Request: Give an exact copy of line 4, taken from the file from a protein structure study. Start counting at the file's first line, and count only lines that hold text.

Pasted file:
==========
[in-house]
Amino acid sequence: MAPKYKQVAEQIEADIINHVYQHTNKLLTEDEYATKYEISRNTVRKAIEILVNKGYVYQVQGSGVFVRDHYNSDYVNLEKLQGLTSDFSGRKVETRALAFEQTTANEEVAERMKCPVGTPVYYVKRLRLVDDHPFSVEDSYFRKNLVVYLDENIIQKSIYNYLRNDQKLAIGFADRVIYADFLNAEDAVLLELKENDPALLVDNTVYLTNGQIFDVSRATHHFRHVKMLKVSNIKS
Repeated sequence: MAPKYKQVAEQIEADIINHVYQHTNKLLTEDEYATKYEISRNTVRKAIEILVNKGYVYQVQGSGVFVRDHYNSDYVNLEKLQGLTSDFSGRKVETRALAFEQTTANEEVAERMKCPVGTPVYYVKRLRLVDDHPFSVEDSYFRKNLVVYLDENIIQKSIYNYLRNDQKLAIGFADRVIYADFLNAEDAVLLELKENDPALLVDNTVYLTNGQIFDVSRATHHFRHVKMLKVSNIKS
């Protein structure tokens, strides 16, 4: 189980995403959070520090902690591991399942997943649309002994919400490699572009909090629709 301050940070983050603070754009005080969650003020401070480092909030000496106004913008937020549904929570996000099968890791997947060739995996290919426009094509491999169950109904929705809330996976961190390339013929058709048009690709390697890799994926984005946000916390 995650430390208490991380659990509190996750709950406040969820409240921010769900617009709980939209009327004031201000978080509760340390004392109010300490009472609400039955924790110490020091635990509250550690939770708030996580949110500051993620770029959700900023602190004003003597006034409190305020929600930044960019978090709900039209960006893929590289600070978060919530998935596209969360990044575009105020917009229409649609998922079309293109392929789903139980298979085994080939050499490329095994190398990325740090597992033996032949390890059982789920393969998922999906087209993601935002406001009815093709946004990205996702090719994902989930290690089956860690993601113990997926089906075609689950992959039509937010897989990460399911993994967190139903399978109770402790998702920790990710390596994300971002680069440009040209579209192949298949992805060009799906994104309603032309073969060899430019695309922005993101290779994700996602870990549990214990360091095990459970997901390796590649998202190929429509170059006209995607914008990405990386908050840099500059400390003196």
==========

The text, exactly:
């Protein structure tokens, strides 16, 4: 189980995403959070520090902690591991399942997943649309002994919400490699572009909090629709 301050940070983050603070754009005080969650003020401070480092909030000496106004913008937020549904929570996000099968890791997947060739995996290919426009094509491999169950109904929705809330996976961190390339013929058709048009690709390697890799994926984005946000916390 995650430390208490991380659990509190996750709950406040969820409240921010769900617009709980939209009327004031201000978080509760340390004392109010300490009472609400039955924790110490020091635990509250550690939770708030996580949110500051993620770029959700900023602190004003003597006034409190305020929600930044960019978090709900039209960006893929590289600070978060919530998935596209969360990044575009105020917009229409649609998922079309293109392929789903139980298979085994080939050499490329095994190398990325740090597992033996032949390890059982789920393969998922999906087209993601935002406001009815093709946004990205996702090719994902989930290690089956860690993601113990997926089906075609689950992959039509937010897989990460399911993994967190139903399978109770402790998702920790990710390596994300971002680069440009040209579209192949298949992805060009799906994104309603032309073969060899430019695309922005993101290779994700996602870990549990214990360091095990459970997901390796590649998202190929429509170059006209995607914008990405990386908050840099500059400390003196």